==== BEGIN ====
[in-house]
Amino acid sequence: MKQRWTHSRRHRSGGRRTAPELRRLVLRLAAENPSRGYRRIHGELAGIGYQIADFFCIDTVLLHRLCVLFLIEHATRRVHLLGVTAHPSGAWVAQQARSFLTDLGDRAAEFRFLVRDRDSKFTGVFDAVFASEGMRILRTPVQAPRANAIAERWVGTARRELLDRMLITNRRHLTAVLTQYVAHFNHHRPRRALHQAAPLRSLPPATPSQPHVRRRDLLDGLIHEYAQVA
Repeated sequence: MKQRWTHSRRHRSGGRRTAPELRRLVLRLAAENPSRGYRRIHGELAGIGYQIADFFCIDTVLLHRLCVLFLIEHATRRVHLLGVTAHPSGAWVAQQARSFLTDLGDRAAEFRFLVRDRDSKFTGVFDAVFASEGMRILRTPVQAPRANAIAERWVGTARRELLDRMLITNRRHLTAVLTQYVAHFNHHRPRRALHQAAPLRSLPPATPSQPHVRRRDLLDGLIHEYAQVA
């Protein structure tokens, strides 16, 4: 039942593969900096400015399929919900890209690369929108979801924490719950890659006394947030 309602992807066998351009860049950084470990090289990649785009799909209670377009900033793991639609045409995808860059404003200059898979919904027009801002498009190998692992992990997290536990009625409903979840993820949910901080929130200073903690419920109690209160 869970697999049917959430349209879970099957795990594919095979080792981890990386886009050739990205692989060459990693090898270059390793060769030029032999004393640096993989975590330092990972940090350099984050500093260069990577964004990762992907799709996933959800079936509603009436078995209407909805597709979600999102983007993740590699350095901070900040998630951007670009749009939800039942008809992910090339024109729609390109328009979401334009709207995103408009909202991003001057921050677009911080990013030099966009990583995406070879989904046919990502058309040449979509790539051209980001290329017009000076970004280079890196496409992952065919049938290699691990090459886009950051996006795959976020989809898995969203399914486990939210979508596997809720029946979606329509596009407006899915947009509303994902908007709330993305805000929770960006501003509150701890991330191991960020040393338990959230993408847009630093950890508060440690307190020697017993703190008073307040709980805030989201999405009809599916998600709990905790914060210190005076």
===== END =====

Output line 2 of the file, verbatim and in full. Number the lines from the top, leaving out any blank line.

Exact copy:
Amino acid sequence: MKQRWTHSRRHRSGGRRTAPELRRLVLRLAAENPSRGYRRIHGELAGIGYQIADFFCIDTVLLHRLCVLFLIEHATRRVHLLGVTAHPSGAWVAQQARSFLTDLGDRAAEFRFLVRDRDSKFTGVFDAVFASEGMRILRTPVQAPRANAIAERWVGTARRELLDRMLITNRRHLTAVLTQYVAHFNHHRPRRALHQAAPLRSLPPATPSQPHVRRRDLLDGLIHEYAQVA